Guest blog by: David Lingholm
My feelings about who The Kid will become as she becomes an adult are complicated. She’s a few days shy of her fourth birthday, so I have plenty of time to worry.
What I really want for her is to become a loving, trustworthy, kind, emotionally intelligent, smart-working woman who is able to take care of herself. I would love for her to go to college, unless she wants to go to Ohio State or University of Florida, then I hope she skips. I hope she finds a partner she can build a life with, who respects her for who she is and treats her like an equal because she is fully capable of living a satisfying life without being in a relationship. I am optimistic that she will find a career (or a few) that she enjoys and succeeds in, that will fulfill her and give her the freedom to explore life.
Job one for parents is to guide their children away from danger and propel them toward living their best life. Which means I have my work cut out for me, if what I want for my daughter really is what she needs and wants to live a full life.
Part of that work is helping her identify the misogynist disguised as an ally.
I met a budding motivational speaker not so long ago who casts himself as an ally for women. He consistently talks about relationships between men and women in terms of kings and queens. He’s a well-dressed man who always has women around, but he’s always looking for the right “queen”. For men, he posts a full assortment of motivational tips, advice on how to empower yourself, and how to become a king. His pseudo-motivational posters for women implore them to hold tight, God’s plan is for them to find their King. The message he’s spreading is loud and clear, for a woman to have a fulfilling life, a man is needed.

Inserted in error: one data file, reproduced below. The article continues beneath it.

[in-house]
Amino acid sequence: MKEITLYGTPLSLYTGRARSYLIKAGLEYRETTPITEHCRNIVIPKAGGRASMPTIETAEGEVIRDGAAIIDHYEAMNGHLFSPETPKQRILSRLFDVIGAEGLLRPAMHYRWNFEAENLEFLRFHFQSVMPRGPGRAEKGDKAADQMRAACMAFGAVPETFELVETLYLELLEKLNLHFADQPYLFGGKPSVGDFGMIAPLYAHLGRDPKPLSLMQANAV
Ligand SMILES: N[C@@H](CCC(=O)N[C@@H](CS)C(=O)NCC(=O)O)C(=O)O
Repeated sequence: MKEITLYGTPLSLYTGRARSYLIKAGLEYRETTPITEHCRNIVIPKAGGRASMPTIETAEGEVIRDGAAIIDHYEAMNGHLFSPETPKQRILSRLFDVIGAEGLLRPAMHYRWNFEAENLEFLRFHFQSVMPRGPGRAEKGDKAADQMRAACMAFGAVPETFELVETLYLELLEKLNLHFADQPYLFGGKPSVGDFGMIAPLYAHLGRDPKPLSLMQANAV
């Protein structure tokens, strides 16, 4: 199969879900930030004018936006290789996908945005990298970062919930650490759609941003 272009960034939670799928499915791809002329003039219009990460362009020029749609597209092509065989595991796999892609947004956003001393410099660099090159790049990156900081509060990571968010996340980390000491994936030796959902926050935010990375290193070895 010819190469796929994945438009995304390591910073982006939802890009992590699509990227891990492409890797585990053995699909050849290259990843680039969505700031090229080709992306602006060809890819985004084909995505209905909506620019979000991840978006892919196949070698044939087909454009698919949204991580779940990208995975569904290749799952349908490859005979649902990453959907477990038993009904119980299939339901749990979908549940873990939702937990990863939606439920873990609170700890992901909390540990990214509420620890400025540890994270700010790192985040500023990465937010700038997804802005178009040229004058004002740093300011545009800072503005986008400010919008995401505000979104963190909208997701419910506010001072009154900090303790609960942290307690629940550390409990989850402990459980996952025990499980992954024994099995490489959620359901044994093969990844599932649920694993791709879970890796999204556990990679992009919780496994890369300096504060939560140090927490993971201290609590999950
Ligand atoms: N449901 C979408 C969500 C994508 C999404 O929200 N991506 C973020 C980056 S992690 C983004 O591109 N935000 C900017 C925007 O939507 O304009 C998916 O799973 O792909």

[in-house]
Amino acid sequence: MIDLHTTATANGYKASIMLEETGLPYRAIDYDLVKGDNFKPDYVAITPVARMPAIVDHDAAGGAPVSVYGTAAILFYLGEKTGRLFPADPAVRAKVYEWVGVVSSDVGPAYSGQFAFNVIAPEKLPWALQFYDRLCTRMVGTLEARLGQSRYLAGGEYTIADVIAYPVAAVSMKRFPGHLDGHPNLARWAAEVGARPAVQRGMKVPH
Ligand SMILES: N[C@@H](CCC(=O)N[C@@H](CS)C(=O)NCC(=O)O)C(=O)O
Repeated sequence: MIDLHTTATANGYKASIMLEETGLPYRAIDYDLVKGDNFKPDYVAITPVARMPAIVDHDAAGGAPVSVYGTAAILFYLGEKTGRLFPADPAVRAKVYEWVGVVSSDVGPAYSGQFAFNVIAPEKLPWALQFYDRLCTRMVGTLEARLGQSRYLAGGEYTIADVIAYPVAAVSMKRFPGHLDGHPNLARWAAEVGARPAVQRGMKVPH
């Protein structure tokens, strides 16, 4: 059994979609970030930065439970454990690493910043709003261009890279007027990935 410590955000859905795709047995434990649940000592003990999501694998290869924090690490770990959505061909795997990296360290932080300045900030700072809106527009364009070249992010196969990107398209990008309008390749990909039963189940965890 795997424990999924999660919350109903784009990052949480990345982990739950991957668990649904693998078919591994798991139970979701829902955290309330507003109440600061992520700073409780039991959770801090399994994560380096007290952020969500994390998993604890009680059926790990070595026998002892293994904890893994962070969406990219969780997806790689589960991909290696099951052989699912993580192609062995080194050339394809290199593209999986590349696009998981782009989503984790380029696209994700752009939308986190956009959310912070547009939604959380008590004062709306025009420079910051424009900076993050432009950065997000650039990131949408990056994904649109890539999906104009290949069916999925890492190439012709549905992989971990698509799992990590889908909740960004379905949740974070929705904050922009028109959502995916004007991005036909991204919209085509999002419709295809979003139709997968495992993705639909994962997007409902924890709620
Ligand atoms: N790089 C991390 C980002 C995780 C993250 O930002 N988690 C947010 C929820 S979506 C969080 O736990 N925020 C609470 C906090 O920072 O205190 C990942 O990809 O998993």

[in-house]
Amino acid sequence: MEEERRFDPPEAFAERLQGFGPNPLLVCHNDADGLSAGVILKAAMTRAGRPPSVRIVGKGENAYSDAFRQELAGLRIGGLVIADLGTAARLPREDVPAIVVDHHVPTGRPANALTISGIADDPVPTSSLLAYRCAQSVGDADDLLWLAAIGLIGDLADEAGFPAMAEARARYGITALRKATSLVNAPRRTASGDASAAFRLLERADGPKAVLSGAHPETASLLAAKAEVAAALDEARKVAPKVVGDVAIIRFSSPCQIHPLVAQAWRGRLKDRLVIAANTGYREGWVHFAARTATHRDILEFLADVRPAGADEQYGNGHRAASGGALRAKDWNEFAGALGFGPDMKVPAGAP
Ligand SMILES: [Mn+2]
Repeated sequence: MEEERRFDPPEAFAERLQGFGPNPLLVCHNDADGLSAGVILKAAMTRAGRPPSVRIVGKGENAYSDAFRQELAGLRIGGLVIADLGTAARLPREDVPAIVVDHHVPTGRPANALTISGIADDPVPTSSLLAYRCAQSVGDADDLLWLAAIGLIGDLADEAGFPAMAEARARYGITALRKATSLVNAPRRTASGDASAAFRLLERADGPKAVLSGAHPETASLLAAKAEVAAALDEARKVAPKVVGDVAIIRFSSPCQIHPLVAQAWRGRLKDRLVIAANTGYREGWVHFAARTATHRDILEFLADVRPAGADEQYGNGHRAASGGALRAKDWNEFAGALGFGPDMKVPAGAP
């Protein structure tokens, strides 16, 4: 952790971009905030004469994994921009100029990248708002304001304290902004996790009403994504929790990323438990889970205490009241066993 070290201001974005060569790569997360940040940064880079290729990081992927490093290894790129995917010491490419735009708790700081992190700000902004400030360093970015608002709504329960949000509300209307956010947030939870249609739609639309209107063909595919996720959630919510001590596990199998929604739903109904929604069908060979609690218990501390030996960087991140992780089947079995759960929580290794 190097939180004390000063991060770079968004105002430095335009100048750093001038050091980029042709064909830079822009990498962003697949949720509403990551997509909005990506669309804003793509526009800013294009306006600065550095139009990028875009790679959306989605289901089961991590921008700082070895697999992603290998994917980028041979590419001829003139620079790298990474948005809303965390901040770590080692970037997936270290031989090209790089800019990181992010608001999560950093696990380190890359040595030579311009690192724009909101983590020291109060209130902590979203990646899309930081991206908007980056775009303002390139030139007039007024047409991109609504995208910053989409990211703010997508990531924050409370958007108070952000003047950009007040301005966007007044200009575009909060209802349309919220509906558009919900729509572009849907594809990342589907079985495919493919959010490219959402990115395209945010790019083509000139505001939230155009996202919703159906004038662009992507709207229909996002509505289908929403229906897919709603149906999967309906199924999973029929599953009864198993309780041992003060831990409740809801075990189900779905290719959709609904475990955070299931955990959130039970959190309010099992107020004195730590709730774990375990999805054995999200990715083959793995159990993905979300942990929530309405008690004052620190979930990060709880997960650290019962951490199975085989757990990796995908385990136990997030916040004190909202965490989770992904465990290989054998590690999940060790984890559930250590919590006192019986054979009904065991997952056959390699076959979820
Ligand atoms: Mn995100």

The women who comment on this speakers photos are complicit as they express their need to be completed by finding a king just like him. His friends are complicit too, as they complement him for being such a great champion for women while not calling him out for his belief that women are not complete without a man.
What is troubling about the kings and queens narrative is that, with rare exceptions in history, queens need a king. They are dependent on a man to earn the title and dependent on that same despot to keep their title. They are expected to wait for him to provide for her, to be her salvation, to raise his kids and keep his concubine in order. The unspoken message behind this narrative is women should know their place, and it’s always just a step behind a man.
Certainly, that does not have to be a queen’s fate. But to a Papa that wants his little girl to grow into a fiercely independent woman, that once-a-century hope that a queen rises to power are pretty long odds. And the modern interpretation of what a queen is does little to quell my concerns.
BTW, beyond the misogyny, it’s also a slap at anyone who identifies as LGBTQ, but that’s a post for another day.
This post originally appeared on the blog, Adopting Fatherhood by David Lingholm. David is a husband, father, blogger, student, Detroiter, and volunteer. He enjoys writing, learning, helping others and a certain much-maligned city.